Expect long lines, and no cutting
Editor’s Note: Ansel’s long-awaited bakery opens November 3.
When I read a few months ago that Dominique Ansel was opening a bakery at the Grove, I knew I wanted to be the first Angeleno to kiss up to him. I surely didn’t want to repeat my mistake from 2013, when my crusty-eyed son and I shuffled into his eponymous New York bakery one morning only to find that his famed Cronuts were sold out.
His croissants were fine consolations, but I longed to try the mad baker’s crazier inventions. The man named Best Pastry Chef by the World’s 50 Best Restaurants committee this year has dreamed up a cookie cup filled with vanilla milk, a frozen s’more, and a “magic soufflé” that doesn’t collapse.
But when I meet Ansel and his partner, Amy Ma, in Griffith Park, I am reminded of the adage “Do not meet your pastry heroes.” Ansel is not the Willy Wonka nutjob I expected. He is cheery and a little romantic (he changes the Cronut flavor monthly), but mostly he is an obsessive hard worker from a tough suburb of Paris. He built his first bakery himself, even doing the plumbing and electrical. He peeled foam from the ceiling pipes and piled it on the floor so he could sleep there. “Dude, you were a straight-up hamster,” Ma says to him as we sip coffee at the Trails Café.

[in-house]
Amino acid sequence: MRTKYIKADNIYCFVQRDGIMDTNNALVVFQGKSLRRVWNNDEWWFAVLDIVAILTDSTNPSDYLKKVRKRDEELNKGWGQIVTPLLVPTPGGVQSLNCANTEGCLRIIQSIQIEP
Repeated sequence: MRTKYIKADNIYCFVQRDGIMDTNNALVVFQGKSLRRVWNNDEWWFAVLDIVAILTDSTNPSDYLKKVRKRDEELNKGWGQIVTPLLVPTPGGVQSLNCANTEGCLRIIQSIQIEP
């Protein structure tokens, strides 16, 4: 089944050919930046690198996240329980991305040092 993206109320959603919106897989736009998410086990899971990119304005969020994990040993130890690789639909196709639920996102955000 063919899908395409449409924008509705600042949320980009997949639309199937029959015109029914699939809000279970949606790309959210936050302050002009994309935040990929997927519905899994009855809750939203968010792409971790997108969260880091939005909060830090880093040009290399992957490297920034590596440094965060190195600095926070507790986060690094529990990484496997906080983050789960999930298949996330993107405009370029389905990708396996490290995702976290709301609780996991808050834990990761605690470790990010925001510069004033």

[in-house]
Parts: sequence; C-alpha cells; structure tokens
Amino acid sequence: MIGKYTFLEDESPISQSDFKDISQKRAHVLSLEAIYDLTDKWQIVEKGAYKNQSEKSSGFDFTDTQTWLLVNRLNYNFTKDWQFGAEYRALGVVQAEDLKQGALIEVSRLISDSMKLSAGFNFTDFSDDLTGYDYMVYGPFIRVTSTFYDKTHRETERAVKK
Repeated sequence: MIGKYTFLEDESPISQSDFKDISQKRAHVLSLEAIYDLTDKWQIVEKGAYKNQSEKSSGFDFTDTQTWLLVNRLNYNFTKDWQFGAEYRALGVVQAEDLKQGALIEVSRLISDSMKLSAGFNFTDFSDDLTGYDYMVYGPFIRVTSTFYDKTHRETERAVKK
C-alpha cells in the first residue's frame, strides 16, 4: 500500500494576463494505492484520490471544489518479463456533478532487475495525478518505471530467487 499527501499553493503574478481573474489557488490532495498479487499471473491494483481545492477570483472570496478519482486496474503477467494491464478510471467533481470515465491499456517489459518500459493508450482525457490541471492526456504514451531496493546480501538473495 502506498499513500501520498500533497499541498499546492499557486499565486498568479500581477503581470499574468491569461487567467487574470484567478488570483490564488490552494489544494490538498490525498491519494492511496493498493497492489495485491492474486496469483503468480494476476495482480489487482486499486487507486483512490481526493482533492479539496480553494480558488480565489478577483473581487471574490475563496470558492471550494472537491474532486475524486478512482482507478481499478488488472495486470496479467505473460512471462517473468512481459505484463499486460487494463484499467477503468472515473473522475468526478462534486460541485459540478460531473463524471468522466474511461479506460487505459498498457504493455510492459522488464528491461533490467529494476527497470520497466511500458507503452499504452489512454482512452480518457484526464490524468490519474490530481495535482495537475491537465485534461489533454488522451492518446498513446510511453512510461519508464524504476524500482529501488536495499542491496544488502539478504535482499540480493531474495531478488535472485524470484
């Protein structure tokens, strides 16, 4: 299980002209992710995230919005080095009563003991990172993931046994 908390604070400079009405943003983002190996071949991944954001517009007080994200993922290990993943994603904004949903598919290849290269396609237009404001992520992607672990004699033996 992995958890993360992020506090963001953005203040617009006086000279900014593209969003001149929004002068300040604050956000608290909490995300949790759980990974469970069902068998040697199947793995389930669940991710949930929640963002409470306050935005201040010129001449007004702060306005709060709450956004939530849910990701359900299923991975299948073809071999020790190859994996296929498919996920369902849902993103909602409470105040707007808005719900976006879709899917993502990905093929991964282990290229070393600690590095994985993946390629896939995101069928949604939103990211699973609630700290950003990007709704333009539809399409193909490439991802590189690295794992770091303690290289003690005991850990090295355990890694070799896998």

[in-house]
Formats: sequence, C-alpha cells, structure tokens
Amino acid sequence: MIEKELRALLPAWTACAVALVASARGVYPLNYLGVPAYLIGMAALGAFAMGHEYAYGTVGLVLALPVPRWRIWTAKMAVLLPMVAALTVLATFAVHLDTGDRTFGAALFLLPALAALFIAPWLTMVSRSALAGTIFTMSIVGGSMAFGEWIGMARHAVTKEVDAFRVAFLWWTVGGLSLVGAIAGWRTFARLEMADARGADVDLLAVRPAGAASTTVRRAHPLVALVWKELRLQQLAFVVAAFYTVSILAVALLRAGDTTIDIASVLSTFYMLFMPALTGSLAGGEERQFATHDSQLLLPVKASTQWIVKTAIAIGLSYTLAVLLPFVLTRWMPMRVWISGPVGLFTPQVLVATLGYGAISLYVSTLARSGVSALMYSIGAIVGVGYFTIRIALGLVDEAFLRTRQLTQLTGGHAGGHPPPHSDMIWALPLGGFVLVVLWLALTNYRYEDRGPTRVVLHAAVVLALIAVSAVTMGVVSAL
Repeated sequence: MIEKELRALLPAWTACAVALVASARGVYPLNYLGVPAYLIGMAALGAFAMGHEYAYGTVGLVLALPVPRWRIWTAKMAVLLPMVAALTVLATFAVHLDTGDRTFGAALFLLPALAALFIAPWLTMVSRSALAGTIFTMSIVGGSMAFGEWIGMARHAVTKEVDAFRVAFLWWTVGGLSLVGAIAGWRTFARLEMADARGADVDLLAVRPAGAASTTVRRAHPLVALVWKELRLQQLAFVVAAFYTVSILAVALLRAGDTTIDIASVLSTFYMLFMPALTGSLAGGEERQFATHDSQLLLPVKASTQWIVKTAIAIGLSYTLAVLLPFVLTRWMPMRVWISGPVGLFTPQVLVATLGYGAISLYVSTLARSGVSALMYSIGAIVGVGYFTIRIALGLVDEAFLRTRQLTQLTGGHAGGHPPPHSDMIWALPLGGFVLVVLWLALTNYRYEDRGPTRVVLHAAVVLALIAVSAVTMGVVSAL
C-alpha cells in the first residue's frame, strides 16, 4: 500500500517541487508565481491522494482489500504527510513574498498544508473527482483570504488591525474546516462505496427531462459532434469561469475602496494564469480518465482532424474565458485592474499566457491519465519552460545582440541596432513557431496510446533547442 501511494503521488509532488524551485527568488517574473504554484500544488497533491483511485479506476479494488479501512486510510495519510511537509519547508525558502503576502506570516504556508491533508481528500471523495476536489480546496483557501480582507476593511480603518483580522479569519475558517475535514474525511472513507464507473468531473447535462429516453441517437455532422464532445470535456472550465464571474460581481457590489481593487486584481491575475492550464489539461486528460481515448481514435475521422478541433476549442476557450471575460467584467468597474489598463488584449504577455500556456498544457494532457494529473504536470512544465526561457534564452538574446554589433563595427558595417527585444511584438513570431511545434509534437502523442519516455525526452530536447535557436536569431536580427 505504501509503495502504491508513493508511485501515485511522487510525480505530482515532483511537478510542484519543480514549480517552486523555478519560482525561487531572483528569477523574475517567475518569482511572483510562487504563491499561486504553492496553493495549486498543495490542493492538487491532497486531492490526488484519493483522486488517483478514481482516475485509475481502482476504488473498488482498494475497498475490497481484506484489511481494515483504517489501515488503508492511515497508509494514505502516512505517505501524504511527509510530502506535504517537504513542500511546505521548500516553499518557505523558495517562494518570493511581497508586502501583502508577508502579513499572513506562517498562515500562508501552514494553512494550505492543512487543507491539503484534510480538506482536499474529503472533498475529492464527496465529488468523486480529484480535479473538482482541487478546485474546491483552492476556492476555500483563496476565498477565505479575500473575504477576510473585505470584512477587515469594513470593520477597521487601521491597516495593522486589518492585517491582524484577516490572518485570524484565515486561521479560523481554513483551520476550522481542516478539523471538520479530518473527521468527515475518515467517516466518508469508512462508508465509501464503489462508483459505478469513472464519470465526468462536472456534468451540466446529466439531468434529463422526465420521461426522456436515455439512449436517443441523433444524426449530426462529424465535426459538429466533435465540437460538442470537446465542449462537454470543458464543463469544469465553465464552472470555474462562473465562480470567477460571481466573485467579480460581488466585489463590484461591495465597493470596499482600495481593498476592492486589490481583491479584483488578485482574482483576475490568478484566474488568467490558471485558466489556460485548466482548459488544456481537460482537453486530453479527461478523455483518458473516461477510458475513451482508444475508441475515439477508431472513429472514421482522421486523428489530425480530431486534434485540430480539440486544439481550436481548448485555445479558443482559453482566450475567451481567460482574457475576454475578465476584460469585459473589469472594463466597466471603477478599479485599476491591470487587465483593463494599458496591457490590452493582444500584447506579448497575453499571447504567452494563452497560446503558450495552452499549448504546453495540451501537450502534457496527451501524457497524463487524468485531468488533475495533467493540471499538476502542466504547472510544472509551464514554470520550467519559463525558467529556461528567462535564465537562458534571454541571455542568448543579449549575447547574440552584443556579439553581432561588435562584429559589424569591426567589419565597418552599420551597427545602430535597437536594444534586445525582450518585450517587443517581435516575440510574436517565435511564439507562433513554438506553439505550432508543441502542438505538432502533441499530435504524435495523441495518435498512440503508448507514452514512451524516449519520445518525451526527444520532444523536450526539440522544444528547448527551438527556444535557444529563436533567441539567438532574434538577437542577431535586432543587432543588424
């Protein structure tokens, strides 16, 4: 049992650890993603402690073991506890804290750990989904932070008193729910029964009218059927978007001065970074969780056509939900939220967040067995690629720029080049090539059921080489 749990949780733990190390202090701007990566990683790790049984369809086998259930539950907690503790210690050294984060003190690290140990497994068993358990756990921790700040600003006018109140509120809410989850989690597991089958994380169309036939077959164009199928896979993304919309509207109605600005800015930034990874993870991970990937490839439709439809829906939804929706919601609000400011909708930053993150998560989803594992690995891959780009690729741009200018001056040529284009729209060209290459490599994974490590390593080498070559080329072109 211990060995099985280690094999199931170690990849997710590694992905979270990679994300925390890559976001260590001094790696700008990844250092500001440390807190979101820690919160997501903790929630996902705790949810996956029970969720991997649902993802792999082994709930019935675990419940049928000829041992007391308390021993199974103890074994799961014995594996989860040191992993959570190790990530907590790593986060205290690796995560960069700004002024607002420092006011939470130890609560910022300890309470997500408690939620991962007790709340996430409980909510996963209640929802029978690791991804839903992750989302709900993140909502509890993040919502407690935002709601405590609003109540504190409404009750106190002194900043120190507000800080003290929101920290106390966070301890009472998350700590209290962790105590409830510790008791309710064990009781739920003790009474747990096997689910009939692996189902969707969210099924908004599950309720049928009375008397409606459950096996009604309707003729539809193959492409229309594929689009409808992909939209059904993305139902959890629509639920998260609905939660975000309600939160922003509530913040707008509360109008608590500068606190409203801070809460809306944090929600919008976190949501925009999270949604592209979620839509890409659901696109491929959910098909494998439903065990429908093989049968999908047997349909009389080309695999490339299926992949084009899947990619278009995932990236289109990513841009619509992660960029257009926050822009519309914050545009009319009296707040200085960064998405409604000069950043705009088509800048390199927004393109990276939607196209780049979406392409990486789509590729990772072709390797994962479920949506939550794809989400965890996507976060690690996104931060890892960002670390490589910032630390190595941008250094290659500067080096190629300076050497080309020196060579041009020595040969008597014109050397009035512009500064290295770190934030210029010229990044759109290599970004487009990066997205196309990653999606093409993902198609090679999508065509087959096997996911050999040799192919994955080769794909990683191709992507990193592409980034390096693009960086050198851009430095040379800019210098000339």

His L.A. spot, 189 by Dominique Ansel (the number is the address of his first bakery), will be his largest yet, with his first-ever restaurant upstairs. He’ll serve rustic small plates, like young rotisserie chicken with a shot of chicken jus you’re supposed to drink. (I’m willing to mainline chicken jus if it gets me pastries.)
Ansel and Ma plan to spend six months a year here, and they seem excited. So I point them toward a Griffith Observatory hiking trail and implore them to eat tacos at Salazar along the L.A. River. Yet all my ass-kissing is for naught. There is a strict no-cutting rule at his bakeries. Ansel says his commitment to equal hospitality has lost him friends, but he remains firm. His message to the glitterati: Don’t expect special treatment.
And that’s when I realize that no matter how good his food, he’s never going to make it in this town.
By: Joel Stein